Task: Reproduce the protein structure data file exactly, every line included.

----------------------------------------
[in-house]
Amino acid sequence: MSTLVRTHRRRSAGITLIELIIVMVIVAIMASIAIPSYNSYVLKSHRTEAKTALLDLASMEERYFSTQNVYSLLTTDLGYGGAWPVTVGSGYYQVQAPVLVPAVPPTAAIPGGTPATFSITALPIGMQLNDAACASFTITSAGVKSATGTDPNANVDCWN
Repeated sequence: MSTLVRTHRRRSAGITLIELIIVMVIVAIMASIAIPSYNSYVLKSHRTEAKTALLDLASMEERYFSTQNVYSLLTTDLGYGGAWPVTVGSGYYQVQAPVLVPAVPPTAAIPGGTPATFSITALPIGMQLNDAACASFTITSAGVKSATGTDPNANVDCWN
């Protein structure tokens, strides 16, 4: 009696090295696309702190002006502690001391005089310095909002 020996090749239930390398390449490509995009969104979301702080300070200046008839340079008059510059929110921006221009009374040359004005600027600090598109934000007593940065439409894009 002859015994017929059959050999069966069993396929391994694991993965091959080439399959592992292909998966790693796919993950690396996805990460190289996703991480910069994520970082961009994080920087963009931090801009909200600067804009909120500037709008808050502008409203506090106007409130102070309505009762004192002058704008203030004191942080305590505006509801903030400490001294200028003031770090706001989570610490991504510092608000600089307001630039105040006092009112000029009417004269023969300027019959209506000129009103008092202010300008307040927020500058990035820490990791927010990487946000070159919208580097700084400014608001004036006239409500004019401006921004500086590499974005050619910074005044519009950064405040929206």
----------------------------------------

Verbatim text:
[in-house]
Amino acid sequence: MSTLVRTHRRRSAGITLIELIIVMVIVAIMASIAIPSYNSYVLKSHRTEAKTALLDLASMEERYFSTQNVYSLLTTDLGYGGAWPVTVGSGYYQVQAPVLVPAVPPTAAIPGGTPATFSITALPIGMQLNDAACASFTITSAGVKSATGTDPNANVDCWN
Repeated sequence: MSTLVRTHRRRSAGITLIELIIVMVIVAIMASIAIPSYNSYVLKSHRTEAKTALLDLASMEERYFSTQNVYSLLTTDLGYGGAWPVTVGSGYYQVQAPVLVPAVPPTAAIPGGTPATFSITALPIGMQLNDAACASFTITSAGVKSATGTDPNANVDCWN
């Protein structure tokens, strides 16, 4: 009696090295696309702190002006502690001391005089310095909002 020996090749239930390398390449490509995009969104979301702080300070200046008839340079008059510059929110921006221009009374040359004005600027600090598109934000007593940065439409894009 002859015994017929059959050999069966069993396929391994694991993965091959080439399959592992292909998966790693796919993950690396996805990460190289996703991480910069994520970082961009994080920087963009931090801009909200600067804009909120500037709008808050502008409203506090106007409130102070309505009762004192002058704008203030004191942080305590505006509801903030400490001294200028003031770090706001989570610490991504510092608000600089307001630039105040006092009112000029009417004269023969300027019959209506000129009103008092202010300008307040927020500058990035820490990791927010990487946000070159919208580097700084400014608001004036006239409500004019401006921004500086590499974005050619910074005044519009950064405040929206």